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Black Lamb

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Now in its 14th year of publication, this magazine was created to offer the discerning reader a stimulating selection of excellent original writing. Black Lamb Review is a literate rather than a literary publication. Regular columns by writers in a variety of geographic locations and vocations are supplemented by features, reviews, articles on books and authors, and a selection of “departments,” including an acerbic advice column and a lamb recipe.

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Archive for July, 2010

July 2010 in Black Lamb

Volume 8, Number 7 — July 2010

July 1st, 2010

The Black Lamb Review of Books

In this Black Lamb Review of Books, a seventh annual issue devoted entirely to books and reading, editor Terry Ross reflects on his springtime reading, which as included four novels by Frederick Buechner, Umberto Eco’s The Name of the Rose, two books by Jim Harrison, a Forties noir classic, and novels by Wallace Stegner, Edith Wharton, and Frederic Raphael. Greg Roberts reports on the autobiography of Isaac Stephenson, an honest politician vilified during his lifetime.

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Posted by: The Editors
Category: All Book Issue, Black Lamb Review of Books, Books and Authors, Month summaries | Link to this Entry

A decent man

Betrayal in Wisconsin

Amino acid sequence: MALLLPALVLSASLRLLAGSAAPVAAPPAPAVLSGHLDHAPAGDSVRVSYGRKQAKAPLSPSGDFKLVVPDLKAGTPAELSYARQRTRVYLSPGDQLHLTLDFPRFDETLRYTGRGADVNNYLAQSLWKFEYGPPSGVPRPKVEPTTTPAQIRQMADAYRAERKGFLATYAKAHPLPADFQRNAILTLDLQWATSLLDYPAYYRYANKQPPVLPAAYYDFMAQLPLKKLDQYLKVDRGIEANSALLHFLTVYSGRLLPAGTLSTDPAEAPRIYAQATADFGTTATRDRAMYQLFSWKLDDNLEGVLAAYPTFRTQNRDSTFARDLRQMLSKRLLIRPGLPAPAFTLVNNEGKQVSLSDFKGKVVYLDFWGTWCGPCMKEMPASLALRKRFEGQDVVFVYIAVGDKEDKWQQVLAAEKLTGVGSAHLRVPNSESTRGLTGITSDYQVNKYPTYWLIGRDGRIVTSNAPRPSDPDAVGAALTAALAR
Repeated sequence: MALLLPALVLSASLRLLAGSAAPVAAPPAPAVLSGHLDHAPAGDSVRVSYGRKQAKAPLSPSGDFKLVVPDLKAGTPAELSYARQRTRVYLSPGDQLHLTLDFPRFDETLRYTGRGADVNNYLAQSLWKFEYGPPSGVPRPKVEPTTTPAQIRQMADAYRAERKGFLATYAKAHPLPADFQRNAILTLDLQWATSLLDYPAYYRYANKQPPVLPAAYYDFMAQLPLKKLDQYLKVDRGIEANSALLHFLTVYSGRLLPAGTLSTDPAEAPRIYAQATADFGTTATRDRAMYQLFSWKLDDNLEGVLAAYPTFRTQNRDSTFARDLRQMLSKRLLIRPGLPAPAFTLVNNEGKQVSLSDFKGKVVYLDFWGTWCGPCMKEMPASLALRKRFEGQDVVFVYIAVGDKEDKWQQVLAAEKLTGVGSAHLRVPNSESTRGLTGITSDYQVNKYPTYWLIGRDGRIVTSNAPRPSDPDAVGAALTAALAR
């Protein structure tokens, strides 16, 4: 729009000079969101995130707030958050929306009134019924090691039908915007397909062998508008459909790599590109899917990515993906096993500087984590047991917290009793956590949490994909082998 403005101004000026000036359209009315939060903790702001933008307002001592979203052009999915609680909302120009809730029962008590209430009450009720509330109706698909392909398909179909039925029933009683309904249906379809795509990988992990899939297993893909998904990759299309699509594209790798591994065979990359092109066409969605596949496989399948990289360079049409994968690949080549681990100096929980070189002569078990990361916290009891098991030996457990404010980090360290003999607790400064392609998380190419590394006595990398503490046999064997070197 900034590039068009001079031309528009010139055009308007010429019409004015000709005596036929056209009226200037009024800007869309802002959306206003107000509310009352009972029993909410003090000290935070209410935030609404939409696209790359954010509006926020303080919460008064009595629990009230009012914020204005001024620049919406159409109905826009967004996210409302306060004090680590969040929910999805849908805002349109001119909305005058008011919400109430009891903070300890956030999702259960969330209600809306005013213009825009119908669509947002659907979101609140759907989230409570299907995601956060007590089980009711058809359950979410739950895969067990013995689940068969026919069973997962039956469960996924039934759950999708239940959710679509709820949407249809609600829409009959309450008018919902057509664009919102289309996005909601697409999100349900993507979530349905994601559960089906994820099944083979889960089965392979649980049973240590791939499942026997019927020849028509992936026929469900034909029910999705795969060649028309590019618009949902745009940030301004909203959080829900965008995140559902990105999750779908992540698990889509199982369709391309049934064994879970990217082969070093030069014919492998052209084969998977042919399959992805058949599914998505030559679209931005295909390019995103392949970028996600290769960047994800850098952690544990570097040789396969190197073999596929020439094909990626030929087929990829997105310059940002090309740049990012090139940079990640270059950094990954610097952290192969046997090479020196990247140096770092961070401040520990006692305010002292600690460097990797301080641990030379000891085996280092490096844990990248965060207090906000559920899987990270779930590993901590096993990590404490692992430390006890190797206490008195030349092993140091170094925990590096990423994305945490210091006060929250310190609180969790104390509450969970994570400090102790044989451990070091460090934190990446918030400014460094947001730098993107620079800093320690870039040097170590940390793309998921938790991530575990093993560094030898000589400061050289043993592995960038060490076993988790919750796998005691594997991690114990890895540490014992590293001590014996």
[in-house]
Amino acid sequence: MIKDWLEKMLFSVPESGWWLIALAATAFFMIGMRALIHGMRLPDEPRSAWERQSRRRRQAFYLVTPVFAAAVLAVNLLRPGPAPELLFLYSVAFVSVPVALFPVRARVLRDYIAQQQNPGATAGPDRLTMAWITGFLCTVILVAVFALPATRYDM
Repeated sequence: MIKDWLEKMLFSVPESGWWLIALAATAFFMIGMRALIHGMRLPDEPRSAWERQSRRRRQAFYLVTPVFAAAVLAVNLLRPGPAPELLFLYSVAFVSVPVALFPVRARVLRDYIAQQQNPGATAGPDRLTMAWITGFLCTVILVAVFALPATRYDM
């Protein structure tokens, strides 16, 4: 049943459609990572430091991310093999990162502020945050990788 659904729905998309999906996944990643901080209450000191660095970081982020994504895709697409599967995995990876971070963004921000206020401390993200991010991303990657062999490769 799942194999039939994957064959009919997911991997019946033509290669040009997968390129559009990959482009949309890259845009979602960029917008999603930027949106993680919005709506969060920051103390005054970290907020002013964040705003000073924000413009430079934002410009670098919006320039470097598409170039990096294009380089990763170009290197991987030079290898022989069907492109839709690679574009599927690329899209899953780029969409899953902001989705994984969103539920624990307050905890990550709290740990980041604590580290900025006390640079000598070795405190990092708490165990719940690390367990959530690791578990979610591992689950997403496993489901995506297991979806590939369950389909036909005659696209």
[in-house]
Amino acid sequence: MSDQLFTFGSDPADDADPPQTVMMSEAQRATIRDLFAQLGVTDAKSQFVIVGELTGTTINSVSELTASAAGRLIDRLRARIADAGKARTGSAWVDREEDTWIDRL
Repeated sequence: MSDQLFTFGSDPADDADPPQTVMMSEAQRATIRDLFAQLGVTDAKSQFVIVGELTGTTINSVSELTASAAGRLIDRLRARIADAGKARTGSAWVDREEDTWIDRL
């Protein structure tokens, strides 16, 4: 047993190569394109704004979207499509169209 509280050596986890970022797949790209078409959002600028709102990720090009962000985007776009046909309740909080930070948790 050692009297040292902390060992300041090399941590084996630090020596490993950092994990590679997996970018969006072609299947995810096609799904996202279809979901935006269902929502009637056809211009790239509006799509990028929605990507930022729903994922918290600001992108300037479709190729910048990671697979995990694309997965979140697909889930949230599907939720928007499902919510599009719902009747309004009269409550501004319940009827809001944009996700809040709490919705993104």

July 1st, 2010

BY GREG ROBERTS

I like reading books that no one has heard of. The 1950 memoirs of Valentin R. Garfias, Garf From Mexico, was limited to 2,000 copies, one of which was discarded by Cal State University, Hayward, ending up at the Salvation Army store. An excellent read — and if you do read it, you are in the dozens, like Spix macaws.

stephensonisaac.jpgIsaac Stephenson’s autobiography is easier to obtain — there were three copies available on eBay the last time I checked — but there is a good chance I’m the only person on earth reading it right now. That makes me Martha, the 1914 passenger pigeon.

Is it an important work? Very important. Obscurity means nothing. Mozart’s Sinfonia Concertante in E-flat languished for more than a century before it was rediscovered. And what about Moby-Dick? So there.

Isaac Stephenson’s remarkable life conveys a clear message to us: people living in the mid-1800s were amazingly resourceful, resilient, and self-reliant, and we need to be more like them. We are malnourished slugs, slaves to larger machines, and mentally torpid as well, the light bulb in our brain flickering like a feeble firefly.

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Posted by: The Editors
Category: All Book Issue, Roberts | Link to this Entry

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